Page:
Newspaper of The New York Herald, June 7, 1855, Page 2

Newspaper of The New York Herald dated June 7, 1855 Page 2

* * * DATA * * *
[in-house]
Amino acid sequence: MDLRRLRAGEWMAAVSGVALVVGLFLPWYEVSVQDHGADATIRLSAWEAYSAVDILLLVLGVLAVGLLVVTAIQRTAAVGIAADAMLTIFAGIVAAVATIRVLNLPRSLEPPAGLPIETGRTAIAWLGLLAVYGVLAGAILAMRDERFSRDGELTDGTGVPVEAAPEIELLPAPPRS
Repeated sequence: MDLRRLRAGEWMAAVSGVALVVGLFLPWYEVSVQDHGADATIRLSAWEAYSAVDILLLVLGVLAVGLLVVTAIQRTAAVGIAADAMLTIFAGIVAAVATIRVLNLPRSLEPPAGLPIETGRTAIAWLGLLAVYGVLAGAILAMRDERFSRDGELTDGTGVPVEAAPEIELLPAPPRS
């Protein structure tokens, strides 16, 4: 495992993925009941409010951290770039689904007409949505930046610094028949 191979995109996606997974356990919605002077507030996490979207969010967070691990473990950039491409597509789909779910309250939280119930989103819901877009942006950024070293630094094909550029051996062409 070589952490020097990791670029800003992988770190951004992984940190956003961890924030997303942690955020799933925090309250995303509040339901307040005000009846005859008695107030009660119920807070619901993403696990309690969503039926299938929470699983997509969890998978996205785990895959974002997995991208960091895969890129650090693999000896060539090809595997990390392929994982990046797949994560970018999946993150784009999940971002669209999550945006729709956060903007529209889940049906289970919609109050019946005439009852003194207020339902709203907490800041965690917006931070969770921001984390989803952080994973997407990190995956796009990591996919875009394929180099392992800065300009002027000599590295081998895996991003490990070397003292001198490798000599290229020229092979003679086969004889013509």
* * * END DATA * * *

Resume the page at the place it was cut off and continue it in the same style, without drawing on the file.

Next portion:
Text content (automatically generated)